I noticed the gender ratio is overwhelmingly female – quite the oppose of in the west. Wonder why that is?
There are amazing new designs coming from China. Some of them are happening in retail spaces – especially in book stores. Shanghai Zhongshu Industrial Ltd. is one such bookseller that has been using Shanghai-based X+living design firm to create amazing book stores.
Most noteable to me was this 1,300 square-meter (approx. 14,000 sq.ft) store on four levels is located in the Zodi Plaza completed in 2016 in Chongqing. The clever use of mirrors and staircases makes it a truly M.C. Escher-esque experience and takes its inspiration from old libraries with the dark brown hues and floor-to-ceiling shelves.
For other stores, the designers also took cues from the shapes of Chinese lanterns and lamp shades:
What makes the areas of the store even more fantastical is the use of mirrors and reflecting surfaces that makes the space seemingly endless and turns things upside down.
I’m continually amazed by the innovative work coming out of China. They appear to be having a real design renaissance. I for one will be keeping an eye out for work coming from there.
The geographic south pole is on my bucket list of places to go someday. But at over $50,000 for a trip, I don’t know if I’d do it just yet.
So, until I win the lottery, I’ll just check out videos like this – recorded during the long, cold nights at the South Pole.
Every Halloween the Friends of the Lone Fir cemetery put on a ‘Tour of Untimely Departures’ where volunteers would dress in period garb and guide you through the cemetery to hear stories about some of the deceased buried there.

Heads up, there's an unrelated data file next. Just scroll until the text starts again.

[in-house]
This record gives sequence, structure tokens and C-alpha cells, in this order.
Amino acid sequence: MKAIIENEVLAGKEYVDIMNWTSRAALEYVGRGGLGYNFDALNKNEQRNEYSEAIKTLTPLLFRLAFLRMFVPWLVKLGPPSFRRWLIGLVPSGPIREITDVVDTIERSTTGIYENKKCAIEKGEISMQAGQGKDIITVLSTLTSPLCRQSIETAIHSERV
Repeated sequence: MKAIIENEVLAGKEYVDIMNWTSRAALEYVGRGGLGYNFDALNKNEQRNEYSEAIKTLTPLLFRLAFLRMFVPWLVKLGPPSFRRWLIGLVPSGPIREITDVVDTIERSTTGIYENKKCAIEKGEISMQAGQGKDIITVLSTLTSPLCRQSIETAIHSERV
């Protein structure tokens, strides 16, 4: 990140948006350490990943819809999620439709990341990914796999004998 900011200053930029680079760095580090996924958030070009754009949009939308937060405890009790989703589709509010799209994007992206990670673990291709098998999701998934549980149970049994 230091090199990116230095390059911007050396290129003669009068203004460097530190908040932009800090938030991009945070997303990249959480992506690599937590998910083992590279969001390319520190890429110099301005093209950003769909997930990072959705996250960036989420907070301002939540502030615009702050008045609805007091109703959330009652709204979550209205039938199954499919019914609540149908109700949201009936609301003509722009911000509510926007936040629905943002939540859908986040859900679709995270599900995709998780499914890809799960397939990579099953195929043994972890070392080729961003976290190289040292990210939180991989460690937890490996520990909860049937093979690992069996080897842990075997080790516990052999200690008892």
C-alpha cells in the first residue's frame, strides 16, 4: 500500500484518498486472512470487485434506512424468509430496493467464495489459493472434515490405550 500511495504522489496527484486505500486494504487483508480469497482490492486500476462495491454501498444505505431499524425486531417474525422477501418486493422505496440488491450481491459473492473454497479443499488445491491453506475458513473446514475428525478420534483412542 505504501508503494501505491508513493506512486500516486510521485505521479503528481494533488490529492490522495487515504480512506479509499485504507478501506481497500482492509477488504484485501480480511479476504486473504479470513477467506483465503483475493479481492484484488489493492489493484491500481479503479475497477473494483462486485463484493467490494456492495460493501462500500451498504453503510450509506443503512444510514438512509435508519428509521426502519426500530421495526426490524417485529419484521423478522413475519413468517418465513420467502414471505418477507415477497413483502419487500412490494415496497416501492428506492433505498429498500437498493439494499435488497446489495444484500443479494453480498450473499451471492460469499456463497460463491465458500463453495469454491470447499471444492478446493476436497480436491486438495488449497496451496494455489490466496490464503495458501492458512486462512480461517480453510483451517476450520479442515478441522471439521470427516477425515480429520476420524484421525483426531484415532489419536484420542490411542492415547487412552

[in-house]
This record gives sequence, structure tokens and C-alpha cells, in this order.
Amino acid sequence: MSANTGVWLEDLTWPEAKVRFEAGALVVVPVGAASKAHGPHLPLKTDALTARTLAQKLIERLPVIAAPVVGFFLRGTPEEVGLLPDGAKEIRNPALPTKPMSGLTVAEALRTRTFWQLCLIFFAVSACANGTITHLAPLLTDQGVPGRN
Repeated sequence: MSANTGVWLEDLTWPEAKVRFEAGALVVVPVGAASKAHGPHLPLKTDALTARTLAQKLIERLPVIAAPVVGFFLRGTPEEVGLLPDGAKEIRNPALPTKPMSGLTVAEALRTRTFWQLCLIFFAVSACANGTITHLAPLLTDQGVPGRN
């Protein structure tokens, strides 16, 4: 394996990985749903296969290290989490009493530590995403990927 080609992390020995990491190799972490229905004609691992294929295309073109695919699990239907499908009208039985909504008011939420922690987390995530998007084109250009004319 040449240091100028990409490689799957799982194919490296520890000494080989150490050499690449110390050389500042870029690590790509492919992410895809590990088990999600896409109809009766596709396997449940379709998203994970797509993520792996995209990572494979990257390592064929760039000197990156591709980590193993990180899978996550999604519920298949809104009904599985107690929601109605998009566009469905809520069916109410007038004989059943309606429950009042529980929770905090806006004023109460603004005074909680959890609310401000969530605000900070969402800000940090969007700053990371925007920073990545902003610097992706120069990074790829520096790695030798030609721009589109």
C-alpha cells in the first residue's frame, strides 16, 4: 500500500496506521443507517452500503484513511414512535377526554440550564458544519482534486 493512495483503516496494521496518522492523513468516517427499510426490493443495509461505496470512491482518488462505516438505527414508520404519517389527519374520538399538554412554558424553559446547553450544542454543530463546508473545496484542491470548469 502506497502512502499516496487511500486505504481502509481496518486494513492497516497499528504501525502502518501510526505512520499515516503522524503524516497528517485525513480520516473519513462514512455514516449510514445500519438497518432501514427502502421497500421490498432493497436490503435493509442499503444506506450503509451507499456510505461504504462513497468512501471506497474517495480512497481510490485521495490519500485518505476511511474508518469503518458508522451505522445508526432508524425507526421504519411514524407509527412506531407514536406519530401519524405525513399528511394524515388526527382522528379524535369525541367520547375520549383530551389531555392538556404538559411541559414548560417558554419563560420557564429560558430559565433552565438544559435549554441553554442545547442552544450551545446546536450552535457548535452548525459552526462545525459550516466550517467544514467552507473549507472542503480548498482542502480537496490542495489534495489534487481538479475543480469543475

It’s no secret that I have enjoyed both sabbatical trips I made to Japan. Here’s some good links.
Here’s a good link on how to use Suica cards to get to/from the airport and some general guides. Great if you have 12-48 hours in Tokyo and want to see as much as you can in a short time.
Tokyo’s Piss Alley
Every time I go to Tokyo, I end up eating at Piss Alley as often as I can get over there.
While there, I always try to drop into this place that serves amazing eel skewers. The old man appears to have more or less retired, but his daughter is there now running the show and was great to talk with.
Owl Cafe – I went to Owl Village and had a great time. They seemed to genuinely want to take care of their Owls and treat them well. Still, I can’t say as I would ever do it again.
While in Kyoto, don’t get scammed by overpriced tourist kimono places. Also, it’s very hard for men to find yukata and kimono. Turns out, however, there are some amazing resources. Here’s some links that discuss places to pick up quality and used kimono for men and women.
Here’s some of the suggested places:
- Nishijin Textile Center – great place to pick up quality men/women’s kimono at very reasonable prices. Men selection was a little limited.
- Takashimaya – upper-end department stores like Takashimaya have dedicated kimono floors (It’s the fifth floor in the Kyoto Takashimaya)
- Shinkyogoku Street and Teramachi Street.
- Chicago – 1st floor is vintage clothes, 2nd floor is used Kimono
- Ofuku- Kimono World
- Yukata Shop Sakura
- Travelocity discussion – https://www.tripadvisor.com/ShowTopic-g298564-i2712-k5742495-Kimono_and_yukata_shopping_in_Kyoto-Kyoto_Kyoto_Prefecture_Kinki.html